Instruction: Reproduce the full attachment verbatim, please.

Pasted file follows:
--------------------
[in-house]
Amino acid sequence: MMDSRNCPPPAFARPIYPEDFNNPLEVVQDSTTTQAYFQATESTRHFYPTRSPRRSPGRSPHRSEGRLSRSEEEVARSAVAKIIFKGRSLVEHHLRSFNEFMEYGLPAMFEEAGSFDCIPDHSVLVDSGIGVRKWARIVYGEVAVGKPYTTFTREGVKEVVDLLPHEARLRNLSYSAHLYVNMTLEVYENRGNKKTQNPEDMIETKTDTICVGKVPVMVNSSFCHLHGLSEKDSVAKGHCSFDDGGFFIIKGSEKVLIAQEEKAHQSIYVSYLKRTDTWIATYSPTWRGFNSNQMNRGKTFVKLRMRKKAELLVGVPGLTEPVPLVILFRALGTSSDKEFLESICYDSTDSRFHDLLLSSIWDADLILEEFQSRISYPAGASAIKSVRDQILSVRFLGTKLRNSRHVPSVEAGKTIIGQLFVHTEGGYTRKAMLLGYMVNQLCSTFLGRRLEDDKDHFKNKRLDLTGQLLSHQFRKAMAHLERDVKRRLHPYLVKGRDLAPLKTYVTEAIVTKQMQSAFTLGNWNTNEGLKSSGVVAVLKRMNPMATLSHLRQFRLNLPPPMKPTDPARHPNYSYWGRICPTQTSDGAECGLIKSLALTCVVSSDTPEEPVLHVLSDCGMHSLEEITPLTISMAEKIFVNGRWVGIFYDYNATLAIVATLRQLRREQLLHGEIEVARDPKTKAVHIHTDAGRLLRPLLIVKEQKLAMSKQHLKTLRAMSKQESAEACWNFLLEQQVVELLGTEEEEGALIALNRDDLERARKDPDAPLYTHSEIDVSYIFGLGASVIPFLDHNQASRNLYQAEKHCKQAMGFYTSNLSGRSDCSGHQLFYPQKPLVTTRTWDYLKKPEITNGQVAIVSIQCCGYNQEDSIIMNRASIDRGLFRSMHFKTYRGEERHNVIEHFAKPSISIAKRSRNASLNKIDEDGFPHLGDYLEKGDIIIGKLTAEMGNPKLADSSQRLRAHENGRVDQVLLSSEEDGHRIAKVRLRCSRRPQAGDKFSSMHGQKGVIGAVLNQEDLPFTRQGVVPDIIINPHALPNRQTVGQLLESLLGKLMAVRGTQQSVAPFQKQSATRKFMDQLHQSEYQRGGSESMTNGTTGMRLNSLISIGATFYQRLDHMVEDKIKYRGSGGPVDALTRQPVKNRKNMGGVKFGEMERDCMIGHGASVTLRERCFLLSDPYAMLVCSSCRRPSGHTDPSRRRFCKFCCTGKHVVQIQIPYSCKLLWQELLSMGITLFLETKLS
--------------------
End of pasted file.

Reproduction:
[in-house]
Amino acid sequence: MMDSRNCPPPAFARPIYPEDFNNPLEVVQDSTTTQAYFQATESTRHFYPTRSPRRSPGRSPHRSEGRLSRSEEEVARSAVAKIIFKGRSLVEHHLRSFNEFMEYGLPAMFEEAGSFDCIPDHSVLVDSGIGVRKWARIVYGEVAVGKPYTTFTREGVKEVVDLLPHEARLRNLSYSAHLYVNMTLEVYENRGNKKTQNPEDMIETKTDTICVGKVPVMVNSSFCHLHGLSEKDSVAKGHCSFDDGGFFIIKGSEKVLIAQEEKAHQSIYVSYLKRTDTWIATYSPTWRGFNSNQMNRGKTFVKLRMRKKAELLVGVPGLTEPVPLVILFRALGTSSDKEFLESICYDSTDSRFHDLLLSSIWDADLILEEFQSRISYPAGASAIKSVRDQILSVRFLGTKLRNSRHVPSVEAGKTIIGQLFVHTEGGYTRKAMLLGYMVNQLCSTFLGRRLEDDKDHFKNKRLDLTGQLLSHQFRKAMAHLERDVKRRLHPYLVKGRDLAPLKTYVTEAIVTKQMQSAFTLGNWNTNEGLKSSGVVAVLKRMNPMATLSHLRQFRLNLPPPMKPTDPARHPNYSYWGRICPTQTSDGAECGLIKSLALTCVVSSDTPEEPVLHVLSDCGMHSLEEITPLTISMAEKIFVNGRWVGIFYDYNATLAIVATLRQLRREQLLHGEIEVARDPKTKAVHIHTDAGRLLRPLLIVKEQKLAMSKQHLKTLRAMSKQESAEACWNFLLEQQVVELLGTEEEEGALIALNRDDLERARKDPDAPLYTHSEIDVSYIFGLGASVIPFLDHNQASRNLYQAEKHCKQAMGFYTSNLSGRSDCSGHQLFYPQKPLVTTRTWDYLKKPEITNGQVAIVSIQCCGYNQEDSIIMNRASIDRGLFRSMHFKTYRGEERHNVIEHFAKPSISIAKRSRNASLNKIDEDGFPHLGDYLEKGDIIIGKLTAEMGNPKLADSSQRLRAHENGRVDQVLLSSEEDGHRIAKVRLRCSRRPQAGDKFSSMHGQKGVIGAVLNQEDLPFTRQGVVPDIIINPHALPNRQTVGQLLESLLGKLMAVRGTQQSVAPFQKQSATRKFMDQLHQSEYQRGGSESMTNGTTGMRLNSLISIGATFYQRLDHMVEDKIKYRGSGGPVDALTRQPVKNRKNMGGVKFGEMERDCMIGHGASVTLRERCFLLSDPYAMLVCSSCRRPSGHTDPSRRRFCKFCCTGKHVVQIQIPYSCKLLWQELLSMGITLFLETKLS